Weekly Torah Commentary – Lech Lecha October 11, 2013

Genesis 12-17

Enter our father Abraham who, in Jewish tradition, is the paramount example of chesed, loving kindness. Chesed often denotes “giving”, and Abraham’s reputation is derived from the Torah’s description of his enthusiasm for offering hospitality. He loved to receive guests and to treat them with outstanding graciousness.

However, there are other details about the life of Abraham that seem at odds with this reputation.

To begin with, Abraham deserts his elderly father; he puts his wife in a precarious situation – not once but twice. He separates from his nephew, Lot, whom he had once considered his own heir. He becomes embroiled in regional conflicts and goes to war. He capitulates to Sarah’s demands and banishes the maid, whom he had impregnated. Later he casts her, and their child, out of his house. He performs circumcision on his entire household. Even when he negotiates with God to save the city of Sodom, he does not seek mercy for the sinners. His argument is that it would be improper to kill the righteous along with the wicked. Last but certainly not least, he is prepared to slaughter his own beloved son.

Surely, each of these episodes can and should be studied and analyzed. However when listed as we have just done, it would seem that these events and decisions would cause us to question the traditional image of Abraham. A good number of these instances seem to be incongruous with a man of kindness.

How can we reconcile the apparent contradictions?

At heart, we can be quite sure that Abraham was indeed a man of profound kindness. The conflicts in which he so often found himself were not of his own choosing but rather were “tests”, designed to mature and purify his personality.

In addition, perhaps we need to reconsider our concept of Chesed. What is kindness really? To some it is non-violence and pacifism, but the fact is that some acts that may appear to be kind may in face be motivated by something altogether sinister; and other actions that appear ‘violent’, may in fact be profoundly the opposite.

The Torah definition of Chesed includes the possibility that at times we may have to fight for peace. When Abraham went to war to liberate Lot, both his motivation and the results of his actions were Chesed even though the means used to achieve his goal may seem to us to be at odds with our own perception of what kindness means.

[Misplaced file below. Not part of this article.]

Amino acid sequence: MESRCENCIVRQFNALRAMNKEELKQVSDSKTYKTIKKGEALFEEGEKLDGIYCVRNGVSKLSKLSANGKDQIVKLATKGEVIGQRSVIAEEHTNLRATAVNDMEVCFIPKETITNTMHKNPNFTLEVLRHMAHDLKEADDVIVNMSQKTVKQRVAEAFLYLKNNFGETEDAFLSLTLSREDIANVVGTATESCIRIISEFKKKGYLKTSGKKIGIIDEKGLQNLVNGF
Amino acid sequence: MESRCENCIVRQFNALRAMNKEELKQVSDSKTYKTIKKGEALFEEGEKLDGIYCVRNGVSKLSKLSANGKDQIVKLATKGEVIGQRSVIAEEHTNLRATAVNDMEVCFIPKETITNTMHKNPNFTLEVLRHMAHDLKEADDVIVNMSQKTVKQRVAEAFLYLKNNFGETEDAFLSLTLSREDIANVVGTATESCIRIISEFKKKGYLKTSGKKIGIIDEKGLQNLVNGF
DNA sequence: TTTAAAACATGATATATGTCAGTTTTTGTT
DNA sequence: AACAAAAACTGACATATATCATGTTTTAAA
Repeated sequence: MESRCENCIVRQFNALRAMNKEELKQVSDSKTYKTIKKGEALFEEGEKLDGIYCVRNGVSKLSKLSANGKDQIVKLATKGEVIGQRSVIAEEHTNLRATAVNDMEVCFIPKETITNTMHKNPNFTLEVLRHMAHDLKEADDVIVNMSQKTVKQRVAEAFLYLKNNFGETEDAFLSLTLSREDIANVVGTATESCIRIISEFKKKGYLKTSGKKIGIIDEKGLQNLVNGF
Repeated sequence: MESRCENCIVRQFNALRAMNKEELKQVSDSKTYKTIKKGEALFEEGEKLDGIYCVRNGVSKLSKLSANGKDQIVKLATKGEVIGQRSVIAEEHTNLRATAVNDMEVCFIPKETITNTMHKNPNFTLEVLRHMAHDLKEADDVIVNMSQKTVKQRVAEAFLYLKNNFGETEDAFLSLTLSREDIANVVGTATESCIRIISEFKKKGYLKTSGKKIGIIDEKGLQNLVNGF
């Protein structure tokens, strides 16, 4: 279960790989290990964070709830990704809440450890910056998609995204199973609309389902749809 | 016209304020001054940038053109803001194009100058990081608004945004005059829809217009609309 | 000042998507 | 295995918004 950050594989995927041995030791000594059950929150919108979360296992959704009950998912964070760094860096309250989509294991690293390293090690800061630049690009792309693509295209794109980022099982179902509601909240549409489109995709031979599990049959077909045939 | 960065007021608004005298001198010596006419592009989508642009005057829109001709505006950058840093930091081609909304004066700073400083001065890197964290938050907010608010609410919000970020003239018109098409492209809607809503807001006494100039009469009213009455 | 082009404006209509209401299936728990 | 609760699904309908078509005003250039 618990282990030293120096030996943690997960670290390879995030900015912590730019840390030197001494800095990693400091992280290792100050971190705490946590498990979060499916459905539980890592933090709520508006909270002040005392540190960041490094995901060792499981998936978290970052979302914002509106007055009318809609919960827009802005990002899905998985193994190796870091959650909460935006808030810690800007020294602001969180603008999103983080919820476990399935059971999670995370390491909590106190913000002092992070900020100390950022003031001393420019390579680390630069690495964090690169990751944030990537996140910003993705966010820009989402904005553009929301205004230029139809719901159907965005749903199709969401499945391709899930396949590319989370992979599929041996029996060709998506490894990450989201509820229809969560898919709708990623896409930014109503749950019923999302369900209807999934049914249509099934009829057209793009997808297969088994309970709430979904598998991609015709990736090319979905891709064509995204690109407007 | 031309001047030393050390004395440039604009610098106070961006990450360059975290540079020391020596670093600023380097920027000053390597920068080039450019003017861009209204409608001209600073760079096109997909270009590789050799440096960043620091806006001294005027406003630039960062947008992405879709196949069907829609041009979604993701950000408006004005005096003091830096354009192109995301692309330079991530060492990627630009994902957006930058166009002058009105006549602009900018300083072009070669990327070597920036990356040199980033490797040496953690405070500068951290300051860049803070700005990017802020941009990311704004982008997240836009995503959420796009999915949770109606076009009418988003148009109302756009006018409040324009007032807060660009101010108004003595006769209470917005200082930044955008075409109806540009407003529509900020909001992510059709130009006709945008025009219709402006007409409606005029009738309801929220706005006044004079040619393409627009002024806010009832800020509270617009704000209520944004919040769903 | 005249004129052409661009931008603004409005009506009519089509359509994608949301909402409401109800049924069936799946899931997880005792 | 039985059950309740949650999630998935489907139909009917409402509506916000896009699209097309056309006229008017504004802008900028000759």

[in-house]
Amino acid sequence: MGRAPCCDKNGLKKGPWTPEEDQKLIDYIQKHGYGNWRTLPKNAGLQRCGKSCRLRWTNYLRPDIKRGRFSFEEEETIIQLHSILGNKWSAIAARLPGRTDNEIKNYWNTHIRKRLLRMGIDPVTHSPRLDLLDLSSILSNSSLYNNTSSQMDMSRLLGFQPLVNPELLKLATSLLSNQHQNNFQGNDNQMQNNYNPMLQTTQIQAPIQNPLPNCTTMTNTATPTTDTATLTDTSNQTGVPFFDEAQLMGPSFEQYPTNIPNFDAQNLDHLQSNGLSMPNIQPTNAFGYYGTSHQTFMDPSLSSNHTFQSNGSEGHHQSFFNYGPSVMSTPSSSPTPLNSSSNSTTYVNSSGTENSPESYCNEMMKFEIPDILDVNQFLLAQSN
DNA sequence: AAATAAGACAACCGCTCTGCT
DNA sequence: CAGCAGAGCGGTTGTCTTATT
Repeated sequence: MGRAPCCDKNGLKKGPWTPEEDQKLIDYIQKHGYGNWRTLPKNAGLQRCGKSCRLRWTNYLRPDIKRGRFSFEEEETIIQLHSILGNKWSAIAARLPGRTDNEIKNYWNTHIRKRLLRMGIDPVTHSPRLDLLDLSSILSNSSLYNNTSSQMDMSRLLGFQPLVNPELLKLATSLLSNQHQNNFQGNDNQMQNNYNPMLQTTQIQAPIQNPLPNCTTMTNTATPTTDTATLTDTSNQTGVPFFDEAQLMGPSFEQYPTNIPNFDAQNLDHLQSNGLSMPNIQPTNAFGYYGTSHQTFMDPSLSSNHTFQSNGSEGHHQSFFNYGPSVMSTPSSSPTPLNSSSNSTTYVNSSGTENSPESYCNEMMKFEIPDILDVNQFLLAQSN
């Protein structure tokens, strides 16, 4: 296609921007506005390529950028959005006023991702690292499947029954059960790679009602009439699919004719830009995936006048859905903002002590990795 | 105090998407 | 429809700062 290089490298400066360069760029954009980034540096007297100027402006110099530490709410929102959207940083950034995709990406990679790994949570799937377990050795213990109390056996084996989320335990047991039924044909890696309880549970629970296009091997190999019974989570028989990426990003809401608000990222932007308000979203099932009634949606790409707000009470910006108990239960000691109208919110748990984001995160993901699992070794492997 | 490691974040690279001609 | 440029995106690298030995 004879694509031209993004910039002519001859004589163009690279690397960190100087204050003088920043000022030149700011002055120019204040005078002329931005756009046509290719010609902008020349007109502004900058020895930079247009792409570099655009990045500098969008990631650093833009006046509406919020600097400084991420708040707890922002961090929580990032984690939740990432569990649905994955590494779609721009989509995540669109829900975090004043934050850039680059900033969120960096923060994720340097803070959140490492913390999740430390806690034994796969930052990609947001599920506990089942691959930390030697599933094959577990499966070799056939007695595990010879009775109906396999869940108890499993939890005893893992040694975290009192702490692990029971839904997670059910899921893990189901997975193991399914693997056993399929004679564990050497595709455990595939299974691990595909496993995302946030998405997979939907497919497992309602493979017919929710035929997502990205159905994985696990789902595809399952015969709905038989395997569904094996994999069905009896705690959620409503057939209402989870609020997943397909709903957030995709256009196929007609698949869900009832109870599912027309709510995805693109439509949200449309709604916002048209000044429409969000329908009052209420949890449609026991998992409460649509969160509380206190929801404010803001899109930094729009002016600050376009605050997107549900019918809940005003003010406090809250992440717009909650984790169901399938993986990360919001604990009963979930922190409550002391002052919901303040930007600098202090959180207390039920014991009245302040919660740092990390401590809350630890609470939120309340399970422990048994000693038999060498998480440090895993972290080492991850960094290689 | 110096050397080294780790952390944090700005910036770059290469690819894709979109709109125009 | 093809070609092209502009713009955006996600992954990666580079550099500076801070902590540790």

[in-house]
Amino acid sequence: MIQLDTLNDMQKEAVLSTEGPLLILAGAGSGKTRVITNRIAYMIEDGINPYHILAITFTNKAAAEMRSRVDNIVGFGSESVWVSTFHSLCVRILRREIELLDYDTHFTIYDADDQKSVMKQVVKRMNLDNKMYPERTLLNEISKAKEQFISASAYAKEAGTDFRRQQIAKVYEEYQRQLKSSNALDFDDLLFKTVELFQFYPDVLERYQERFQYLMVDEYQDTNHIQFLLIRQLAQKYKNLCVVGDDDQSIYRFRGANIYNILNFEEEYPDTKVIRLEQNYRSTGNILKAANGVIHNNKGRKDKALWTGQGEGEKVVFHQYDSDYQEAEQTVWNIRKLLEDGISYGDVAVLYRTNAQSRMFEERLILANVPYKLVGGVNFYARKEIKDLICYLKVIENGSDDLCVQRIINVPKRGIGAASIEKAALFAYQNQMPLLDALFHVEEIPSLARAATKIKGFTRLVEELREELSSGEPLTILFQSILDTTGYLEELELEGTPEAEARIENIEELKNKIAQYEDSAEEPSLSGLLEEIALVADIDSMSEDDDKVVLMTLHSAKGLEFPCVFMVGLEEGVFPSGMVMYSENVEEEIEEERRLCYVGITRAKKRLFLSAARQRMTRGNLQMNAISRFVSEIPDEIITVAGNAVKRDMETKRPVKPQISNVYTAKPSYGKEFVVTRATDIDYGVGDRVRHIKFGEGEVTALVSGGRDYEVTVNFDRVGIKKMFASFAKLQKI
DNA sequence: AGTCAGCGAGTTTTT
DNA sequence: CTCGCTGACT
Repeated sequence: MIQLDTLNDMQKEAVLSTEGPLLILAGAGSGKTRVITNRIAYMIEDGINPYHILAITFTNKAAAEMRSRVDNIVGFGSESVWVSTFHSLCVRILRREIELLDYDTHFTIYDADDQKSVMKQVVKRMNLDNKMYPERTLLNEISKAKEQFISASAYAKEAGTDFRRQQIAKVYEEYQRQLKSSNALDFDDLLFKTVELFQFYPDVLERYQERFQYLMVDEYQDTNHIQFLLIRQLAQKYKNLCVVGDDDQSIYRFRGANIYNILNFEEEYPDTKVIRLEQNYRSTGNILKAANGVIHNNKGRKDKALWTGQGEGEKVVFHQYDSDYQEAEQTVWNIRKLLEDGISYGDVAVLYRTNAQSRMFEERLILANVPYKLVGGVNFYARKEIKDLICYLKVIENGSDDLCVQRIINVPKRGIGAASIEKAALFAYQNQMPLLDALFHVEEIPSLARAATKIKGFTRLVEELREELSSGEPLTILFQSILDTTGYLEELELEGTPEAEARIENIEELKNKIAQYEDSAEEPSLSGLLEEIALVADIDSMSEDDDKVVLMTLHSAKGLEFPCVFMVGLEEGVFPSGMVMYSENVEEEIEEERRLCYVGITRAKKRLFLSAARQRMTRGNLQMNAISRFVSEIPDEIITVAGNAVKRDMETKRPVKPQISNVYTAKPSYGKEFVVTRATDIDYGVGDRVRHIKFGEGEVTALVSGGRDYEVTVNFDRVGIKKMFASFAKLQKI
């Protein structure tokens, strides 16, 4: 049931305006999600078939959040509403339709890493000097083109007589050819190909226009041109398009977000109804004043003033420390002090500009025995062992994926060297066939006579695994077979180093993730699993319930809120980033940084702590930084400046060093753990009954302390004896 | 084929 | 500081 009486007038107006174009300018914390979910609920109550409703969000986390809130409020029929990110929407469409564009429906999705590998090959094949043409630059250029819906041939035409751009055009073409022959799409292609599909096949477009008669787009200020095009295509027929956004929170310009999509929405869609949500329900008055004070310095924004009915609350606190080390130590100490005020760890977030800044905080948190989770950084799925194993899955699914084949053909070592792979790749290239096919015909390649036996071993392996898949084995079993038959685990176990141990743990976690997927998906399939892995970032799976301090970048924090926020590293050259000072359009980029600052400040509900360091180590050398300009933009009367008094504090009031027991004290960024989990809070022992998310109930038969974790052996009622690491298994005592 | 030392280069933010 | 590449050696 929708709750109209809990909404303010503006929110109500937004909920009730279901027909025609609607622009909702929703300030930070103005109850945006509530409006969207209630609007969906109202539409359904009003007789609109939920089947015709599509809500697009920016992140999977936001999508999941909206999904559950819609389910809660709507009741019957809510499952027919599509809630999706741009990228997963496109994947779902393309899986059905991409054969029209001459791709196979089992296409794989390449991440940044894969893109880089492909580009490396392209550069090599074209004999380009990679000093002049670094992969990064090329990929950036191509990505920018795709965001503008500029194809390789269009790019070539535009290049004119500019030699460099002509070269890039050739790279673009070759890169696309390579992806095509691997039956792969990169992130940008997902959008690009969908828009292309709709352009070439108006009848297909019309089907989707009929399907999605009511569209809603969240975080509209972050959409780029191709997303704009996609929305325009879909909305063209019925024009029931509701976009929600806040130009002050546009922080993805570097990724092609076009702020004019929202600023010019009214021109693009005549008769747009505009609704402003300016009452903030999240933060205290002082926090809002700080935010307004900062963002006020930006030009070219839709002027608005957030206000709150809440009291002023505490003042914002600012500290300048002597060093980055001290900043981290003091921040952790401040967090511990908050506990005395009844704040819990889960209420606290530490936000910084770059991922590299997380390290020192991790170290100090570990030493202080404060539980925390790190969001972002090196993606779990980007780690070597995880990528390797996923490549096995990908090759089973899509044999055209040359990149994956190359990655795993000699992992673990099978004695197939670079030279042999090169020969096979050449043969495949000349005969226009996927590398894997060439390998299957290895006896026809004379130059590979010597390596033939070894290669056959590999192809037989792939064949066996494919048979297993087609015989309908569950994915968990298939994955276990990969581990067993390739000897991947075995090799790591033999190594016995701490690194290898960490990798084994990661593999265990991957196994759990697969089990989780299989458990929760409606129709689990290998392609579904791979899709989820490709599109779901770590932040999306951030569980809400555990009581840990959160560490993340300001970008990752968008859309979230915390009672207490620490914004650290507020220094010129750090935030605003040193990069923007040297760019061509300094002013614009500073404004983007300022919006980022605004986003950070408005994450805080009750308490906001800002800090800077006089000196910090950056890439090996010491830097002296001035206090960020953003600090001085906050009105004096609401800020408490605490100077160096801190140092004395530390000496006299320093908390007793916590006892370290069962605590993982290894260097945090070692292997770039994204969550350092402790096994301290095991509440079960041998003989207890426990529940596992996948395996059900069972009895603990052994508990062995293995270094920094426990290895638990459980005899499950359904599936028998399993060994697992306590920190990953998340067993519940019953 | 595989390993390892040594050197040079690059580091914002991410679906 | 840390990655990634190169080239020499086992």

Perhaps a better description of Abraham’s personality would be that he was a man deeply engaged and involved in the lives of others. He consistently displayed a personal concern for the welfare of others. He sought to make his world a better place,one person at a time. He did not isolate himself or disengage from those who did not share his worldview.

Our ability to discern the Chesed in all the episodes of Abraham’s biography requires us to think below the surface and to refrain from impulsive judgments. Careful meditation on Abraham’s words and deeds can empower us to live with deliberate kindness toward our fellow man. True chesed is not pacifism, nor is it moral relativism that seeks to attain peace at the expense of truth.

True biblical kindness can only be meaningful when it springs from the deep desire to emulate God’s own attributes and share God’s blessings with others.

In Tune with Torah this week = consider: kindness towards our fellow man is fast becoming a lost art in the fast-paced society of today. How are we doing in this area? With our family, our friends, our co-workers? Do we take the time to show kindness, patience and to be personally interested in others? Or have we become so self-absorbed that thoughtfulness is quickly becoming a lost art?

Shabbat Shalom

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